Meet Ceramics Instructor Allison Severance

Bowls by Allison Severance.

Bowls by Allison Severance.

Among the 12 new instructors teaching classes at The Art League in the 2013/14 school year, four will be teaching ceramics: Judit Varga, Susan Greenleaf, Tony Clennell, and Allison Severance. And with the delivery of a new kiln last month, wood-firing and raku-firing workshops to come, and the Ice Cream Bowl Fundraiser coming up next month, it seemed like the perfect time to check in with the ceramics department.

We talked to one of the new instructors, Allison Severance, about what beginners can make in their first pottery class, her philosophy on clay, and what to expect from the woodfiring workshop. Read our Q&A, below:

What will your class be like — what will a beginning or more experienced student do in nine weeks?
I will be teaching two classes on Tuesdays – Throwing/Handbuilding Ceramics — and students of all skill levels are welcome! It is my goal to devote one-on-one, personalized instruction to all students, regardless of skill level. Within a nine-week session it is also my goal to expand students’ vision of their clay potential, increase their awareness of ceramic history and contemporary ceramics, and most importantly, motivate students so they become “hooked” on clay! I know I have taught a good class when my students leave the studio happier than when they arrived.

The new gas kiln installed in the Madison Annex in July.

In a typical nine-week session, I will introduce beginning students to centering and opening the clay using the potters wheel and teach them to throw, or to make, bowls, vertical forms and plates. Also within the session and for students with experience, I will focus on techniques such as pulling and attaching handles, lid-making and knob attachment, altering forms on the wheel, trimming, adding feet, surface decoration, and more. I love sharing the tips and techniques I have learned through the years through apprenticeship and owning my own pottery business, and I plan on doing wheel demonstrations during each class. I like to demo pots we use in the home, such as mugs, serving bowls, bakers and storage jars. Students will be encouraged to attempt the functional kitchenwares I demo, but I hope they use what I share to create their own interpretations and to develop their own personal voice in clay.

What will students do in the wood-firing workshop, and who can take it?
In the very near future, my partner, [ceramics chair] Blair Meerfeld, and I will be hosting wood-firing workshops here at our studio in the mountains of northern Maryland. Firing pottery in a wood-fueled kiln is a centuries-old technique and is a magical and mystical way to finish our pottery, and I am excited to share this experience with as many potters as I can. Our wood-firing workshops offer all students and potters within the community the opportunity to have their pots decorated naturally by flames, ash, and salt. Wor- shop participants can expect to be involved in the entire process of the firing – from loading the pots into the chamber, to bricking up the door and adding wood, or stoking the preheat fire box and the main fire box. Our workshops are a unique and wonderful opportunity for those potters looking for alternatives to finishing their pottery and for those potters who are looking for a complete, hands-on wood-firing salt experience.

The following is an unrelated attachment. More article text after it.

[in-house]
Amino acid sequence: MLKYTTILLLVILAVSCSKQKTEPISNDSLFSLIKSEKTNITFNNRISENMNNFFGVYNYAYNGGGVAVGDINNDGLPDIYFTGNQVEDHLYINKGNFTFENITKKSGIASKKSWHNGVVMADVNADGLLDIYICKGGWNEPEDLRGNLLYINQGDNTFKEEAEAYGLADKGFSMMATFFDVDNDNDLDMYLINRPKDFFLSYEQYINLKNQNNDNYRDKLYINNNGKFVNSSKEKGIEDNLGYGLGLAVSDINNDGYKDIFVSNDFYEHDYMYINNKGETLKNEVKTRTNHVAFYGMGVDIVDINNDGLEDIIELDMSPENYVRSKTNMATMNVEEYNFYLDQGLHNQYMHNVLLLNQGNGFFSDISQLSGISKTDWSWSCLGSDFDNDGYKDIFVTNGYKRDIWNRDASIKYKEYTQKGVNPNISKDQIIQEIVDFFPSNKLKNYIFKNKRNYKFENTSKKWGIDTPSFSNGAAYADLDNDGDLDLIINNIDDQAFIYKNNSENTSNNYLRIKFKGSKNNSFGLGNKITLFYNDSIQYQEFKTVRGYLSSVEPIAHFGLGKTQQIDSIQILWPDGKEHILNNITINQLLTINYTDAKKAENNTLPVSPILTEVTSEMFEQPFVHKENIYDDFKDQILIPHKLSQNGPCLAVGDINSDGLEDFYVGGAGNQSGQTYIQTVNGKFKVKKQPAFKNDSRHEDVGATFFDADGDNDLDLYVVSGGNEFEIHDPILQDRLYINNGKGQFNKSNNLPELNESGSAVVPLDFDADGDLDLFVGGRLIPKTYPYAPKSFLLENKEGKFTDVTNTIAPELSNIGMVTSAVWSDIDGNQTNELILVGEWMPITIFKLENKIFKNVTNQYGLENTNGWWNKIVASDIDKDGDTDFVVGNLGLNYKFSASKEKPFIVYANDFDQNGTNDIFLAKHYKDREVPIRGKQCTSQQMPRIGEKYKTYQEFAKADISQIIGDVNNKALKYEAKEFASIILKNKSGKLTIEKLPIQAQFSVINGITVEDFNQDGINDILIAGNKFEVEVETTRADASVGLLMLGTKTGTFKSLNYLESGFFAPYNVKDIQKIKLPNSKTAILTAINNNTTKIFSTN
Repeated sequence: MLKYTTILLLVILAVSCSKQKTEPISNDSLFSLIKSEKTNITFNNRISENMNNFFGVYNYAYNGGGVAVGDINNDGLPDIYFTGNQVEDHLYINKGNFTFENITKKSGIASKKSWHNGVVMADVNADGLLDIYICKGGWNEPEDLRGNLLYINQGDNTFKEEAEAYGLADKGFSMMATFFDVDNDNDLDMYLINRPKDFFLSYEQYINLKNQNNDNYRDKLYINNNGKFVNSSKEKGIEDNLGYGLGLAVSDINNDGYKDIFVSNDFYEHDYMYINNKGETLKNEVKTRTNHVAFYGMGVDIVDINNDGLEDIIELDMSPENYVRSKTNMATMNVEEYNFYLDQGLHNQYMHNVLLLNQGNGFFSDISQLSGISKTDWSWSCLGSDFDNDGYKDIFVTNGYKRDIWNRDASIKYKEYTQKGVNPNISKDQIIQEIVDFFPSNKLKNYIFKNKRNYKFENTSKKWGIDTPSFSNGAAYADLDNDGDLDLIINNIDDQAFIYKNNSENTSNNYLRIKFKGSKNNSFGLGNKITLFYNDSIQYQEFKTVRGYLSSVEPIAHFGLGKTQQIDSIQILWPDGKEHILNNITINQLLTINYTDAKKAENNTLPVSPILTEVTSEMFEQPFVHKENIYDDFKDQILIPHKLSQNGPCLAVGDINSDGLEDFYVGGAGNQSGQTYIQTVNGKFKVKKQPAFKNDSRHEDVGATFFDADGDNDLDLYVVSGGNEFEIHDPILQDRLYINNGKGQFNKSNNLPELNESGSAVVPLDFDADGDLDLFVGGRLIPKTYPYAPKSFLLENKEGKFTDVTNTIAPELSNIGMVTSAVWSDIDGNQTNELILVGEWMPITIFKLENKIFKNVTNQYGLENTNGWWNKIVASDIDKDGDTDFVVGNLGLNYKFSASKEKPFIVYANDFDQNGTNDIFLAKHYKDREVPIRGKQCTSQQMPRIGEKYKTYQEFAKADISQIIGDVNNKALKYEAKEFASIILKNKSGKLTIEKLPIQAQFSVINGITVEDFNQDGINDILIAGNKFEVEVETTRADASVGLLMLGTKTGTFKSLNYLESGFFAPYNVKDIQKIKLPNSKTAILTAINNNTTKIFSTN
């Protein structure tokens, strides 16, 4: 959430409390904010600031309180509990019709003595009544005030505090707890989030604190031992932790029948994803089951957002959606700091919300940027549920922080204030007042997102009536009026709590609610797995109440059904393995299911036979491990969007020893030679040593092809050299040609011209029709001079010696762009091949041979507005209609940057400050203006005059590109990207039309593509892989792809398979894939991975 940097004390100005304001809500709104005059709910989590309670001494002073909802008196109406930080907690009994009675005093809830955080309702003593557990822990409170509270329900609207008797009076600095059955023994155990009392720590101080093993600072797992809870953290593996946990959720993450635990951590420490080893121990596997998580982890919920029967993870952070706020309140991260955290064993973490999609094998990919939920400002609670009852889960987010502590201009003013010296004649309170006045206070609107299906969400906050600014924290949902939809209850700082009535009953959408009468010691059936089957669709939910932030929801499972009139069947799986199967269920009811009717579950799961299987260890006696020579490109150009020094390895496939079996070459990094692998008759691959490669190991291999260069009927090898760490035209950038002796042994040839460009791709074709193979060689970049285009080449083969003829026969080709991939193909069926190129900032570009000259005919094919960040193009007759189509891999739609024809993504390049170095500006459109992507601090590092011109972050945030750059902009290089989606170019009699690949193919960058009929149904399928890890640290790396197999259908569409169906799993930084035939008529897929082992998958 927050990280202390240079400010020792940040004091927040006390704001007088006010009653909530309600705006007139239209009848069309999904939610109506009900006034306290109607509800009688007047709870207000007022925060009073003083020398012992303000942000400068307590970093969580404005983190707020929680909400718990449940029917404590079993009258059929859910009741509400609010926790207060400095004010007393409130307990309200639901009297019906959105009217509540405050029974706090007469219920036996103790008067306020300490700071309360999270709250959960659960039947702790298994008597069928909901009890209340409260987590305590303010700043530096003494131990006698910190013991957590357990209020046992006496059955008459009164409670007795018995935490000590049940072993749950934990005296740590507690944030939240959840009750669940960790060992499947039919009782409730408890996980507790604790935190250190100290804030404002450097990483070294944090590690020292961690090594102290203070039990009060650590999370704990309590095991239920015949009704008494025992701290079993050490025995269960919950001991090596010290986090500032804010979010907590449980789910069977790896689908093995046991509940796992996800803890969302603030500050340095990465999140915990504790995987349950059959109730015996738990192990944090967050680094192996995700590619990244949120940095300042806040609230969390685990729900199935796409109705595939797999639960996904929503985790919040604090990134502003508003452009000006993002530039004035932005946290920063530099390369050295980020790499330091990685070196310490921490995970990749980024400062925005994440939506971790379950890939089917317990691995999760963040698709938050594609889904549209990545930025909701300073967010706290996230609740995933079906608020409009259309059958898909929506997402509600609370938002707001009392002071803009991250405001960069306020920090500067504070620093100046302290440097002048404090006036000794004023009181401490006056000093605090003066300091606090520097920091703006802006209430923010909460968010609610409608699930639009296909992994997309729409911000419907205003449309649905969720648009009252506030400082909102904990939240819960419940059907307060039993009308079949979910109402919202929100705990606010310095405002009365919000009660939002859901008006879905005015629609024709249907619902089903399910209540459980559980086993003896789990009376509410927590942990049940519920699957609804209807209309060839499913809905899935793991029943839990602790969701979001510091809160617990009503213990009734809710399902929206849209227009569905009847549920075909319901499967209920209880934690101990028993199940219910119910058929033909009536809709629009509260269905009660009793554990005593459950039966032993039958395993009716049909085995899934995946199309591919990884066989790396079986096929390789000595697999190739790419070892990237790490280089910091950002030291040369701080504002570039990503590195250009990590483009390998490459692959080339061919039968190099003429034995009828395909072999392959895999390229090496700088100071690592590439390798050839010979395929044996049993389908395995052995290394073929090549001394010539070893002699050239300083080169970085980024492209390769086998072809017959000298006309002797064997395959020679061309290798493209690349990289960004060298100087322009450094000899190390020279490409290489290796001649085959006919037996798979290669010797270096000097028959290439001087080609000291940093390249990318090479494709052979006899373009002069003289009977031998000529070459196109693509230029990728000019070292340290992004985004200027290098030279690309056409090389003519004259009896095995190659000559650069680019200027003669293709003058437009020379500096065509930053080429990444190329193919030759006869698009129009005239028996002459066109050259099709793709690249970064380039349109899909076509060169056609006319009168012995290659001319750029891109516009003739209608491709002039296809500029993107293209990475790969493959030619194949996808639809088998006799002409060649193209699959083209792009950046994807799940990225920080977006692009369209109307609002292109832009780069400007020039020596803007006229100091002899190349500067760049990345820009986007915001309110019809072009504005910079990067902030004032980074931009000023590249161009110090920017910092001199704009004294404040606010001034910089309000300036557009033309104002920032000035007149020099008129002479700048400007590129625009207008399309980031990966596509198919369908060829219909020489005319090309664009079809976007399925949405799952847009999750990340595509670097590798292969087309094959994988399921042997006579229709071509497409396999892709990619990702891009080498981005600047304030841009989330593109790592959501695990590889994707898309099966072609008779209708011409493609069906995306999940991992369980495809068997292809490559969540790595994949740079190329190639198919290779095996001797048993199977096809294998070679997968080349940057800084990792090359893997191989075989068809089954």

How is the new wood-fired kiln coming along?
Our new wood kiln is progressing very nicely and I am proud of the work Blair and I have done! Kiln-building, like wood-firing, is expensive and very labor intensive, but we can not imagine finishing our pottery in any other way. So far, we have laid over two thousand bricks. The chamber walls are complete, the firebox almost complete and then we will build the chimney and hopefully begin firing our first kiln load by the end of September.

Work by new ceramics instructors (clockwise from top left): Susan Greenleaf, Tony Clennell, and Judit Varga.

Work by new ceramics instructors (clockwise from top left): Susan Greenleaf, Tony Clennell, and Judit Varga.

What’s your own pottery like? What are you working on now/next?
I spent my winter months making pots in my studio for the new kiln and now have a studio full of wares waiting to be fired. Spring and summer has found me teaching adult clay classes and childrens’ clay classes and working outside. I am excited about getting back on my kick wheel pretty quick here and making pots for upcoming invitational exhibitions in the spring of 2014.

I want to make well-crafted and quiet pots. Pots that have a job and that are used on a daily basis. I hope my pots are not displayed on a shelf. I hope they are pulled out of the kitchen cupboard every day for use in the home and in the kitchen or when serving and sharing food and beverage. I hope my pots make someone’s day a little warmer. I hope my pots give people pleasure in a quiet and relaxed way.

Allison Severance currently makes wood-fired salt glazed pottery at her studio, Highfield Pottery, in Cascade, Maryland. She teaches at the Delaplaine Visual Arts Educational Center and the Little Pottery Shop and Center for Clay Art and Design in Frederick, Maryland as well as at The Art League School. Her pots have been included in numerous national and international exhibitions, including Salt Glazed Ceramics in Germany, and the Orton Cone Box Show and the Strictly Functional Show here in the States.

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